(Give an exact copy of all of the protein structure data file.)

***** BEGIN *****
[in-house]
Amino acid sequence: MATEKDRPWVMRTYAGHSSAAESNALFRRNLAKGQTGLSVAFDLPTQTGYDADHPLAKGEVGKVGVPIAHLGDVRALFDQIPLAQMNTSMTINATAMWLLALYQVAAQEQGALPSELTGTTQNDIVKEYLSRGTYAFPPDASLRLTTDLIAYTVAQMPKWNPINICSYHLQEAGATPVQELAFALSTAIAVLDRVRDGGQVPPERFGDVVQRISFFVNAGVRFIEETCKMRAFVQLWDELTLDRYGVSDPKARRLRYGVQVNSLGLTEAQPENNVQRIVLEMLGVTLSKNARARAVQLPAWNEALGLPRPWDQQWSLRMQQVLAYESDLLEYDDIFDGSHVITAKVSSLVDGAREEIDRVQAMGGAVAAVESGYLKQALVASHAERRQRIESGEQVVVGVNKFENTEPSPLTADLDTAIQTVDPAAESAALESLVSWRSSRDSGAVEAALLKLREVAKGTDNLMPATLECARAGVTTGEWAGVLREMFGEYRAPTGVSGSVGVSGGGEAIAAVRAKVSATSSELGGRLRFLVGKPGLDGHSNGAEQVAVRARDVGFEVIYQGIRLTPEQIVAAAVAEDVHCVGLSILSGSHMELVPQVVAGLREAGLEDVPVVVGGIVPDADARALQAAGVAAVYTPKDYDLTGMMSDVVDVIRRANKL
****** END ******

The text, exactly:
[in-house]
Amino acid sequence: MATEKDRPWVMRTYAGHSSAAESNALFRRNLAKGQTGLSVAFDLPTQTGYDADHPLAKGEVGKVGVPIAHLGDVRALFDQIPLAQMNTSMTINATAMWLLALYQVAAQEQGALPSELTGTTQNDIVKEYLSRGTYAFPPDASLRLTTDLIAYTVAQMPKWNPINICSYHLQEAGATPVQELAFALSTAIAVLDRVRDGGQVPPERFGDVVQRISFFVNAGVRFIEETCKMRAFVQLWDELTLDRYGVSDPKARRLRYGVQVNSLGLTEAQPENNVQRIVLEMLGVTLSKNARARAVQLPAWNEALGLPRPWDQQWSLRMQQVLAYESDLLEYDDIFDGSHVITAKVSSLVDGAREEIDRVQAMGGAVAAVESGYLKQALVASHAERRQRIESGEQVVVGVNKFENTEPSPLTADLDTAIQTVDPAAESAALESLVSWRSSRDSGAVEAALLKLREVAKGTDNLMPATLECARAGVTTGEWAGVLREMFGEYRAPTGVSGSVGVSGGGEAIAAVRAKVSATSSELGGRLRFLVGKPGLDGHSNGAEQVAVRARDVGFEVIYQGIRLTPEQIVAAAVAEDVHCVGLSILSGSHMELVPQVVAGLREAGLEDVPVVVGGIVPDADARALQAAGVAAVYTPKDYDLTGMMSDVVDVIRRANKL